POLIS Project Statement regarding the mass burial site discovery at the Kamloops Residential School

Published On: June 3rd, 2021

We write this message to share with our cherished colleagues and friends as an expression of our deep sadness and sincere condolences to families and communities of the 215 children found in an unmarked mass burial site at the former Kamloops Residential School, on Tk’emlups te Secwépemc First Nation in Kamloops. We lift up the memories of these innocent children and offer respect to honour their lives, and also the lives and resilience of those who survived horrific and unconscionable residential school experiences. We are humbled by the stories that have been shared by residential school survivors and the wisdom and advice being gifted by Indigenous speakers and leaders at this painful time.

We extend our heartfelt condolences to all those mourning, especially the Tk’emlúps te Secwépemc people and our Indigenous colleagues and friends who are experiencing pain and grief, new and old, at learning this news. We also extend gratitude to the Tk’emlúps te Secwépemc people for their strength and courage to use new technology to reveal this truth to the world.

Within our water and biocultural diversity work at POLIS, we are dedicated to understanding what reconciliation means and what changes reconciliation requires of us. With the current news from Tk’emlúps te Secwépemc, we have re-committed to learning more and examining our own practices to identify what needs to change and how.

The Tk’emlúps te Secwépemc discovery is deeply disturbing, but should not be surprising to any of us. Residential school survivors have been telling the stories of their missing and murdered family members and friends for generations, and many courageously gave formal testimony as part of the Truth and Reconciliation Commission.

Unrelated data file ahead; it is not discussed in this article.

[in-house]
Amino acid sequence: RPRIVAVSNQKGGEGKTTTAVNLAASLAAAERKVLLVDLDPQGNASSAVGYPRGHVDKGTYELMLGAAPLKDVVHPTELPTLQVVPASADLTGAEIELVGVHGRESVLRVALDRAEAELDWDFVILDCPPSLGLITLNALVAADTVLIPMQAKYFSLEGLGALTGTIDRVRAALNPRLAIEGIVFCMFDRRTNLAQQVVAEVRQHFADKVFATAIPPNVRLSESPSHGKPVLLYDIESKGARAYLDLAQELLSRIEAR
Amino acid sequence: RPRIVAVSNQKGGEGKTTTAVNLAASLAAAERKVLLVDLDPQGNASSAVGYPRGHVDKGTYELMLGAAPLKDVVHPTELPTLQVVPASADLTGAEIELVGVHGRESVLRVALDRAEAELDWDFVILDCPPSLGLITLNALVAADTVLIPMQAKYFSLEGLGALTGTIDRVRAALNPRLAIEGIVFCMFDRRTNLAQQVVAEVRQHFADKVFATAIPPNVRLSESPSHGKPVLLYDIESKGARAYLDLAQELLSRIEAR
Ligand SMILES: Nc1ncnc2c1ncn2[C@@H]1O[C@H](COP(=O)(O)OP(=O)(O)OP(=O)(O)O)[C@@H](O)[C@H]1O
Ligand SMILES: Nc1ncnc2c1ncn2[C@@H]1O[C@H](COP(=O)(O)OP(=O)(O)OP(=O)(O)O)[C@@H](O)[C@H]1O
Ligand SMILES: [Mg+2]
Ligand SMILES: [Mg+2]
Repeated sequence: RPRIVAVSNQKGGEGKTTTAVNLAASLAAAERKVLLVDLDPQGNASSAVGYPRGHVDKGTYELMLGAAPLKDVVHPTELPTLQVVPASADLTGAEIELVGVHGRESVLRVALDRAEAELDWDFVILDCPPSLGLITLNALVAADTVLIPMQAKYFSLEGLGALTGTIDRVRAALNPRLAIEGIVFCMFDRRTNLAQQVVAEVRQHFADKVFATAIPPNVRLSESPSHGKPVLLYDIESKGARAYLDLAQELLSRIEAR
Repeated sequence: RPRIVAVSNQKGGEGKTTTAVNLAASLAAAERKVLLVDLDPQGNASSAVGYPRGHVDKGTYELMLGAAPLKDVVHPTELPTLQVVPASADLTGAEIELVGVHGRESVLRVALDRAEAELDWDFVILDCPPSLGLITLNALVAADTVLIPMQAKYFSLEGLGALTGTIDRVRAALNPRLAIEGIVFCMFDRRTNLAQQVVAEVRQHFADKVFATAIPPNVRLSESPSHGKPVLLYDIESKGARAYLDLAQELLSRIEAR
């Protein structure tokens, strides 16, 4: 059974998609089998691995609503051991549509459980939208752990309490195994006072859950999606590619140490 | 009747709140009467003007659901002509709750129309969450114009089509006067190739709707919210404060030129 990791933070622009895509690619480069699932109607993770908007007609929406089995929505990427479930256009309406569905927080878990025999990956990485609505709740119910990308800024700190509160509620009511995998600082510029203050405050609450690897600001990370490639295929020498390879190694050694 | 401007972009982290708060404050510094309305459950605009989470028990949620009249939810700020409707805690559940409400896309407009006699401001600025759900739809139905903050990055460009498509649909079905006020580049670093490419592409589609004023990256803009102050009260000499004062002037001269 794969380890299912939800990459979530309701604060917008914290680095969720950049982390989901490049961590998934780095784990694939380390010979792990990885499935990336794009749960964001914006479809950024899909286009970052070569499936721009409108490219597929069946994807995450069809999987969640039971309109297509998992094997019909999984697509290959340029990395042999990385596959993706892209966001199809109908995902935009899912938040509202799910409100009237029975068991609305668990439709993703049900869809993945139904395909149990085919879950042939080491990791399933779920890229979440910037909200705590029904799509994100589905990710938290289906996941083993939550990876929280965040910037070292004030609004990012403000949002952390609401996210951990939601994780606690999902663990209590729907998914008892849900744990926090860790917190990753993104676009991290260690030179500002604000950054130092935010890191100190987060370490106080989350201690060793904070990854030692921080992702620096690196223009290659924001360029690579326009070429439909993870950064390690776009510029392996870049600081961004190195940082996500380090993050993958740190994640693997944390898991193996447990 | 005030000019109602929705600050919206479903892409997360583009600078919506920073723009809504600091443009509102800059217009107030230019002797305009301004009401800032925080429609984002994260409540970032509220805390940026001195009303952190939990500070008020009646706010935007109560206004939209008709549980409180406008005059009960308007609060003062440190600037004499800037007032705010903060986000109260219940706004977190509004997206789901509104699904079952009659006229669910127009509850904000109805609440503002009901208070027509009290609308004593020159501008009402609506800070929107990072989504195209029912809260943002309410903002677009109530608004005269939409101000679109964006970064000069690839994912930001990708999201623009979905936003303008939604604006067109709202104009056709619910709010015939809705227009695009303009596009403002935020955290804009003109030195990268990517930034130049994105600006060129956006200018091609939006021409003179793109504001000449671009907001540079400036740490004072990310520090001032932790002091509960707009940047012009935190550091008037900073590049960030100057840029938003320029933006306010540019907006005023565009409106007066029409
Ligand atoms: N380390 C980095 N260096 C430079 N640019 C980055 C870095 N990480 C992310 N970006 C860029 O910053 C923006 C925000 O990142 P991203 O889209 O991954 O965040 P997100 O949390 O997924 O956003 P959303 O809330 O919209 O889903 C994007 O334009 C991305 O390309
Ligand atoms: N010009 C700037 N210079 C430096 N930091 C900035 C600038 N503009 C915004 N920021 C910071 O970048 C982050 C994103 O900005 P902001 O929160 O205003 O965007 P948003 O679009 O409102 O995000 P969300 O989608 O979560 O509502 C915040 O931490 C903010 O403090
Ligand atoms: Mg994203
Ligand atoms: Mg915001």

We call on ourselves and invite all people in our networks, especially those who identify as non-Indigenous, to join us in the difficult learning about this shameful history of our country. We know there will be many more unmarked graves found across our province and country in the coming months and years. We also know if we want to be part of healing and catalyzing real change, we must commit to remembering these painful stories every day, not just on days when tragedies like this dominate news headlines.

The Truth and Reconciliation Commission has 94 calls to action, only a handful of which have been implemented since they were brought forward in 2015. Many of us have read the TRC calls and made some changes, but clearly that is not sufficient. Taking to heart the advice of Indigenous leaders speaking out at this time, our team at POLIS is undertaking a review of the TRC Calls to Action in detail and in light of our work. We are asking ourselves, individually and collectively: What more do I/we need to learn? What can I/we start doing? What can I/we continue doing? What can I/we stop doing?

As we explore our answers and actions in the coming weeks and months, one thing we know is that good minds and good hearts coming together are needed to make change. Some ideas inspired by our Indigenous colleagues are shared below. Please join us as we continue to learn how to be part of the healing, reparation, restoration, and justice that underlie any hope of reconciliation in Canada: